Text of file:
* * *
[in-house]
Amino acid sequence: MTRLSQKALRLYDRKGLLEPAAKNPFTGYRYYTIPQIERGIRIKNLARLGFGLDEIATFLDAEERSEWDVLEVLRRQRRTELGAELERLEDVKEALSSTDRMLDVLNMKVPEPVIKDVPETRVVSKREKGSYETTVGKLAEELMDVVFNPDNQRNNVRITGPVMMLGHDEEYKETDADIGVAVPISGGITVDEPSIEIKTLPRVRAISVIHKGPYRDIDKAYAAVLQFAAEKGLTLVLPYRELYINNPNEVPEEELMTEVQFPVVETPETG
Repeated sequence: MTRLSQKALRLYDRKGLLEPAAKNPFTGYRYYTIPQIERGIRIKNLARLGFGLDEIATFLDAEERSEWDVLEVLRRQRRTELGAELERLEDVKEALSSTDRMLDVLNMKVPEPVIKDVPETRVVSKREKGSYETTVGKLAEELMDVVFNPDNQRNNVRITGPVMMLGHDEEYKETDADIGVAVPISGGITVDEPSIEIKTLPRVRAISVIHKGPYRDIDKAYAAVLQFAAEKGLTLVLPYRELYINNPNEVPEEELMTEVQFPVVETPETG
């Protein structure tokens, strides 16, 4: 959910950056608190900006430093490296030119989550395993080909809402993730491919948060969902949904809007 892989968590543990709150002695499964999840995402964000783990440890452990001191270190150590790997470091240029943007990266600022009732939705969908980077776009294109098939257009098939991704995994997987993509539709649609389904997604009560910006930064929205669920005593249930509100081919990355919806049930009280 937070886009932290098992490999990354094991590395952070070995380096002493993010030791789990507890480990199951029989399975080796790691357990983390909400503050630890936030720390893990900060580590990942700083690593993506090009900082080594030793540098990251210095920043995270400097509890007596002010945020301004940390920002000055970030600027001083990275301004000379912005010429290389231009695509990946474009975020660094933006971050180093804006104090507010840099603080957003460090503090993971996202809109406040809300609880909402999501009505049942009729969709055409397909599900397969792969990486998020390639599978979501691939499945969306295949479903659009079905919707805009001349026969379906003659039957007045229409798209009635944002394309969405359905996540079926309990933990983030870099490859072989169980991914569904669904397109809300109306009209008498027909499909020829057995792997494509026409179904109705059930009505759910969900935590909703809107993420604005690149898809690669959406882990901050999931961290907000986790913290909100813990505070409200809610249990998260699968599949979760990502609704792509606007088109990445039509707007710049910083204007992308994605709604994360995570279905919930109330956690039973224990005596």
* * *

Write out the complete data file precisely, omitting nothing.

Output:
[in-house]
Amino acid sequence: MTRLSQKALRLYDRKGLLEPAAKNPFTGYRYYTIPQIERGIRIKNLARLGFGLDEIATFLDAEERSEWDVLEVLRRQRRTELGAELERLEDVKEALSSTDRMLDVLNMKVPEPVIKDVPETRVVSKREKGSYETTVGKLAEELMDVVFNPDNQRNNVRITGPVMMLGHDEEYKETDADIGVAVPISGGITVDEPSIEIKTLPRVRAISVIHKGPYRDIDKAYAAVLQFAAEKGLTLVLPYRELYINNPNEVPEEELMTEVQFPVVETPETG
Repeated sequence: MTRLSQKALRLYDRKGLLEPAAKNPFTGYRYYTIPQIERGIRIKNLARLGFGLDEIATFLDAEERSEWDVLEVLRRQRRTELGAELERLEDVKEALSSTDRMLDVLNMKVPEPVIKDVPETRVVSKREKGSYETTVGKLAEELMDVVFNPDNQRNNVRITGPVMMLGHDEEYKETDADIGVAVPISGGITVDEPSIEIKTLPRVRAISVIHKGPYRDIDKAYAAVLQFAAEKGLTLVLPYRELYINNPNEVPEEELMTEVQFPVVETPETG
């Protein structure tokens, strides 16, 4: 959910950056608190900006430093490296030119989550395993080909809402993730491919948060969902949904809007 892989968590543990709150002695499964999840995402964000783990440890452990001191270190150590790997470091240029943007990266600022009732939705969908980077776009294109098939257009098939991704995994997987993509539709649609389904997604009560910006930064929205669920005593249930509100081919990355919806049930009280 937070886009932290098992490999990354094991590395952070070995380096002493993010030791789990507890480990199951029989399975080796790691357990983390909400503050630890936030720390893990900060580590990942700083690593993506090009900082080594030793540098990251210095920043995270400097509890007596002010945020301004940390920002000055970030600027001083990275301004000379912005010429290389231009695509990946474009975020660094933006971050180093804006104090507010840099603080957003460090503090993971996202809109406040809300609880909402999501009505049942009729969709055409397909599900397969792969990486998020390639599978979501691939499945969306295949479903659009079905919707805009001349026969379906003659039957007045229409798209009635944002394309969405359905996540079926309990933990983030870099490859072989169980991914569904669904397109809300109306009209008498027909499909020829057995792997494509026409179904109705059930009505759910969900935590909703809107993420604005690149898809690669959406882990901050999931961290907000986790913290909100813990505070409200809610249990998260699968599949979760990502609704792509606007088109990445039509707007710049910083204007992308994605709604994360995570279905919930109330956690039973224990005596």